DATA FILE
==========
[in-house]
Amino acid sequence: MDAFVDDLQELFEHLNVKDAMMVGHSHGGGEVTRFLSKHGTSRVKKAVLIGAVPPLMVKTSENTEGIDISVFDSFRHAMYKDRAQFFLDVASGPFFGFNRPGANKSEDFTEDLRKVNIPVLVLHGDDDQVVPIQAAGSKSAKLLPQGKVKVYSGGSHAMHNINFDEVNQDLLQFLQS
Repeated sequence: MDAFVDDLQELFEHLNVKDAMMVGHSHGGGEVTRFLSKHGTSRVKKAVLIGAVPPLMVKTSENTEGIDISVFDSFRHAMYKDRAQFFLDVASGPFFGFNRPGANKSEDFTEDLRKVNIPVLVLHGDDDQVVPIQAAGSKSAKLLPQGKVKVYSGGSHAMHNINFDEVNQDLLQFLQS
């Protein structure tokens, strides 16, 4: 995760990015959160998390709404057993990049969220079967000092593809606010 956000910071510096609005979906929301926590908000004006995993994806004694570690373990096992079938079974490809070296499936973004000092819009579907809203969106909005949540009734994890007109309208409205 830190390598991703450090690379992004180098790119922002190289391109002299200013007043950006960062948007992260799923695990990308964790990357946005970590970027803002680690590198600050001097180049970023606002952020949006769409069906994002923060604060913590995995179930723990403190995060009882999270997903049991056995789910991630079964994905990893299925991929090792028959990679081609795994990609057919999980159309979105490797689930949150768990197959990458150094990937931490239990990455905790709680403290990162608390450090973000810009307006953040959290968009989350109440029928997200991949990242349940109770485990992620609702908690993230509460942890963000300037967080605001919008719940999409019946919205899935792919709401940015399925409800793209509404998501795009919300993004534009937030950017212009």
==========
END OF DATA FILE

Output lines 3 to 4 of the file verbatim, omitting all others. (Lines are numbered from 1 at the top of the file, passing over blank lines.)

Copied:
Repeated sequence: MDAFVDDLQELFEHLNVKDAMMVGHSHGGGEVTRFLSKHGTSRVKKAVLIGAVPPLMVKTSENTEGIDISVFDSFRHAMYKDRAQFFLDVASGPFFGFNRPGANKSEDFTEDLRKVNIPVLVLHGDDDQVVPIQAAGSKSAKLLPQGKVKVYSGGSHAMHNINFDEVNQDLLQFLQS
């Protein structure tokens, strides 16, 4: 995760990015959160998390709404057993990049969220079967000092593809606010 956000910071510096609005979906929301926590908000004006995993994806004694570690373990096992079938079974490809070296499936973004000092819009579907809203969106909005949540009734994890007109309208409205 830190390598991703450090690379992004180098790119922002190289391109002299200013007043950006960062948007992260799923695990990308964790990357946005970590970027803002680690590198600050001097180049970023606002952020949006769409069906994002923060604060913590995995179930723990403190995060009882999270997903049991056995789910991630079964994905990893299925991929090792028959990679081609795994990609057919999980159309979105490797689930949150768990197959990458150094990937931490239990990455905790709680403290990162608390450090973000810009307006953040959290968009989350109440029928997200991949990242349940109770485990992620609702908690993230509460942890963000300037967080605001919008719940999409019946919205899935792919709401940015399925409800793209509404998501795009919300993004534009937030950017212009």